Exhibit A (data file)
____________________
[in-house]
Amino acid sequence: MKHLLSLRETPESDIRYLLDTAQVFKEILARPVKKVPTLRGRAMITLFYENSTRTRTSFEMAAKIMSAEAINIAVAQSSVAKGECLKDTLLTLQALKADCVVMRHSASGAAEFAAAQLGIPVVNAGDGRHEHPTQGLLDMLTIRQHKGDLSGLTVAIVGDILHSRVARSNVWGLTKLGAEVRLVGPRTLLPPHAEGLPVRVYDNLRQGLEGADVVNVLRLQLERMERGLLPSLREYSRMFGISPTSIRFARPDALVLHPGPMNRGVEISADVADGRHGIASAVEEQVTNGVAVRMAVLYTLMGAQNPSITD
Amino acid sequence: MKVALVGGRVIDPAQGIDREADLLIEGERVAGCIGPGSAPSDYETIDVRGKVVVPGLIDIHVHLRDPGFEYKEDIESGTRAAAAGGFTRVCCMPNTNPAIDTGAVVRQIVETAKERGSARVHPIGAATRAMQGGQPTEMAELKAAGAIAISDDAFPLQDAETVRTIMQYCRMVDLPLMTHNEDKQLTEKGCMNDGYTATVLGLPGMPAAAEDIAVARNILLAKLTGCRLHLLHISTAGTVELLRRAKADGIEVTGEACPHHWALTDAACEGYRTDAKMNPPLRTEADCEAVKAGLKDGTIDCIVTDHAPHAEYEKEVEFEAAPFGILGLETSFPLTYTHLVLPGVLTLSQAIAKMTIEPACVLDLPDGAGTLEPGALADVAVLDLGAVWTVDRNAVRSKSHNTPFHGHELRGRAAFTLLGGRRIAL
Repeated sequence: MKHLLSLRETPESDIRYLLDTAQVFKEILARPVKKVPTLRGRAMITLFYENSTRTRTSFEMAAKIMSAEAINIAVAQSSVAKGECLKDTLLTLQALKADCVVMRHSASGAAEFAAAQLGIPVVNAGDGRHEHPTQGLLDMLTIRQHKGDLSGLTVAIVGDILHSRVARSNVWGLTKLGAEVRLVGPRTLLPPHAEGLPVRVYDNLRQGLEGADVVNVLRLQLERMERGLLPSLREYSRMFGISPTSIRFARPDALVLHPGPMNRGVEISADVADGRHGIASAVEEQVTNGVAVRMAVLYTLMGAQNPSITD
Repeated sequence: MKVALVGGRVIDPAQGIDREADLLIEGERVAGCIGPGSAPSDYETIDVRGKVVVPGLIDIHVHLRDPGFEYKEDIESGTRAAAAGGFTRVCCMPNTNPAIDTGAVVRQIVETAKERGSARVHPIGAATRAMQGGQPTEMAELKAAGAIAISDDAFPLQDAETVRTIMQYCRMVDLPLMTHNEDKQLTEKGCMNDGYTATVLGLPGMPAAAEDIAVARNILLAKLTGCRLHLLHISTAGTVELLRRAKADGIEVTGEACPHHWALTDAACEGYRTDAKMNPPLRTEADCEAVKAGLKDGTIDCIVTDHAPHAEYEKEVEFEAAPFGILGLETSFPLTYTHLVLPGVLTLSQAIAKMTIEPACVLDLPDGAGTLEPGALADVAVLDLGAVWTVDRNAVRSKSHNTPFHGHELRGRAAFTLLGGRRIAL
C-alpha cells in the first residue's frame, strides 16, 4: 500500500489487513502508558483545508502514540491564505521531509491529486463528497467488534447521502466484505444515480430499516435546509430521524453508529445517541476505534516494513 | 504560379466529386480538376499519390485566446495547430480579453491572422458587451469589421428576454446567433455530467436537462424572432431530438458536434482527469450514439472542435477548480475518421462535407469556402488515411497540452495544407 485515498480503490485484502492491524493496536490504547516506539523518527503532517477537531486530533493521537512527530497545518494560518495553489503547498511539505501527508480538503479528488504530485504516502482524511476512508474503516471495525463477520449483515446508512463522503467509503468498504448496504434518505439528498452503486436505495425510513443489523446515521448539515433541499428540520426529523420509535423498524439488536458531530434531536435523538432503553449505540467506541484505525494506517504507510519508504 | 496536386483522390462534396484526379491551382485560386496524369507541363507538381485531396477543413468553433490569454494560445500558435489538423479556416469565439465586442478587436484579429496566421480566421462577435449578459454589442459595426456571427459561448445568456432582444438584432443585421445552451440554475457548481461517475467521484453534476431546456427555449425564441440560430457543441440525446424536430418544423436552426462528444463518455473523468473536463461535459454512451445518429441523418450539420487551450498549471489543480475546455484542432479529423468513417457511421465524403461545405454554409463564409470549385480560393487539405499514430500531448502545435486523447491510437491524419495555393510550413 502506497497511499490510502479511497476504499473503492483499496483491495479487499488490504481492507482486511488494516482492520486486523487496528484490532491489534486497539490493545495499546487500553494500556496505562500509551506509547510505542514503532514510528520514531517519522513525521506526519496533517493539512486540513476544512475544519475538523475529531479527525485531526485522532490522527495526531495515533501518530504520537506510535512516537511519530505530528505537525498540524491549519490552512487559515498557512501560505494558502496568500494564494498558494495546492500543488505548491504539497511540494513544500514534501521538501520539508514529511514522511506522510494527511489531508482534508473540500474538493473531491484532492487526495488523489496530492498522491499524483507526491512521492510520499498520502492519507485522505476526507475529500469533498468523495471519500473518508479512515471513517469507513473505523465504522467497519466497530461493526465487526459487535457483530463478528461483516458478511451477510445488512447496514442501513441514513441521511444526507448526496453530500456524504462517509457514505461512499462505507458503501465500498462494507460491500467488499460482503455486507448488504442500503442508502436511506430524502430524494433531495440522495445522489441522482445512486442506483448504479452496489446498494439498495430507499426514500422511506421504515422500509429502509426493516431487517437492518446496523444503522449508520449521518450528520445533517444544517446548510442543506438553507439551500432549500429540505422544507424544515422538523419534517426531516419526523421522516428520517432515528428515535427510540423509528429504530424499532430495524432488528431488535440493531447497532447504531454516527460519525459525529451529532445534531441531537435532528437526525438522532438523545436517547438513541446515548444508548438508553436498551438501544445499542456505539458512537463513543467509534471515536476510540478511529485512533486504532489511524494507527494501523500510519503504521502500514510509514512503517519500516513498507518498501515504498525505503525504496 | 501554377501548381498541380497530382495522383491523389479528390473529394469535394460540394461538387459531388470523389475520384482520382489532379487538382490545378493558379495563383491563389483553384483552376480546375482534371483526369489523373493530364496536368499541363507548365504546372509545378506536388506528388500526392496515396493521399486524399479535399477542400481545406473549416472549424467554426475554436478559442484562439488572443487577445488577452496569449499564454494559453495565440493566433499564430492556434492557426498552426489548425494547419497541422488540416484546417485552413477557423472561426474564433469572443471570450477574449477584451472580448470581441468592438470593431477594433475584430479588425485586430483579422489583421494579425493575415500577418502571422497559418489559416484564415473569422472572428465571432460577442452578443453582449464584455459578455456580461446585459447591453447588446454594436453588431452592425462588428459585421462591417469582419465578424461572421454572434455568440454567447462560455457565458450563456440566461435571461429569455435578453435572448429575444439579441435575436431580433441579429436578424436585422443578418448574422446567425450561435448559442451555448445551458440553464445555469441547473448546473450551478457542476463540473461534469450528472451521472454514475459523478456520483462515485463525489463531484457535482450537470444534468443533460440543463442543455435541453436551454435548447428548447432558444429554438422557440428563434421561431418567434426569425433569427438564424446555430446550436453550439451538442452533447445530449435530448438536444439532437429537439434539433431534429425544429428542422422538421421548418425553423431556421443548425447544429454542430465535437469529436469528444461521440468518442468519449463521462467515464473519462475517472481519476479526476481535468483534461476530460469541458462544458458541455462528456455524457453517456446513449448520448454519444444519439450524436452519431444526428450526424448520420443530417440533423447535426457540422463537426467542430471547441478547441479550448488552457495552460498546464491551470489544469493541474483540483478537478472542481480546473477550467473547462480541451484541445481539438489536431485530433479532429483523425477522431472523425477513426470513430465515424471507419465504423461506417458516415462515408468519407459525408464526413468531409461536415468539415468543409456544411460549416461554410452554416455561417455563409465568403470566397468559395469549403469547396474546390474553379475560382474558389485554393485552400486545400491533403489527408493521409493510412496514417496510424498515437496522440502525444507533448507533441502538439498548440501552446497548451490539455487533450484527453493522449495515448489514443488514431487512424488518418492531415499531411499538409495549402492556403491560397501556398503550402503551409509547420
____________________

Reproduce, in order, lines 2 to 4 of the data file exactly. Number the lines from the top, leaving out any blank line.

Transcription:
Amino acid sequence: MKHLLSLRETPESDIRYLLDTAQVFKEILARPVKKVPTLRGRAMITLFYENSTRTRTSFEMAAKIMSAEAINIAVAQSSVAKGECLKDTLLTLQALKADCVVMRHSASGAAEFAAAQLGIPVVNAGDGRHEHPTQGLLDMLTIRQHKGDLSGLTVAIVGDILHSRVARSNVWGLTKLGAEVRLVGPRTLLPPHAEGLPVRVYDNLRQGLEGADVVNVLRLQLERMERGLLPSLREYSRMFGISPTSIRFARPDALVLHPGPMNRGVEISADVADGRHGIASAVEEQVTNGVAVRMAVLYTLMGAQNPSITD
Amino acid sequence: MKVALVGGRVIDPAQGIDREADLLIEGERVAGCIGPGSAPSDYETIDVRGKVVVPGLIDIHVHLRDPGFEYKEDIESGTRAAAAGGFTRVCCMPNTNPAIDTGAVVRQIVETAKERGSARVHPIGAATRAMQGGQPTEMAELKAAGAIAISDDAFPLQDAETVRTIMQYCRMVDLPLMTHNEDKQLTEKGCMNDGYTATVLGLPGMPAAAEDIAVARNILLAKLTGCRLHLLHISTAGTVELLRRAKADGIEVTGEACPHHWALTDAACEGYRTDAKMNPPLRTEADCEAVKAGLKDGTIDCIVTDHAPHAEYEKEVEFEAAPFGILGLETSFPLTYTHLVLPGVLTLSQAIAKMTIEPACVLDLPDGAGTLEPGALADVAVLDLGAVWTVDRNAVRSKSHNTPFHGHELRGRAAFTLLGGRRIAL
Repeated sequence: MKHLLSLRETPESDIRYLLDTAQVFKEILARPVKKVPTLRGRAMITLFYENSTRTRTSFEMAAKIMSAEAINIAVAQSSVAKGECLKDTLLTLQALKADCVVMRHSASGAAEFAAAQLGIPVVNAGDGRHEHPTQGLLDMLTIRQHKGDLSGLTVAIVGDILHSRVARSNVWGLTKLGAEVRLVGPRTLLPPHAEGLPVRVYDNLRQGLEGADVVNVLRLQLERMERGLLPSLREYSRMFGISPTSIRFARPDALVLHPGPMNRGVEISADVADGRHGIASAVEEQVTNGVAVRMAVLYTLMGAQNPSITD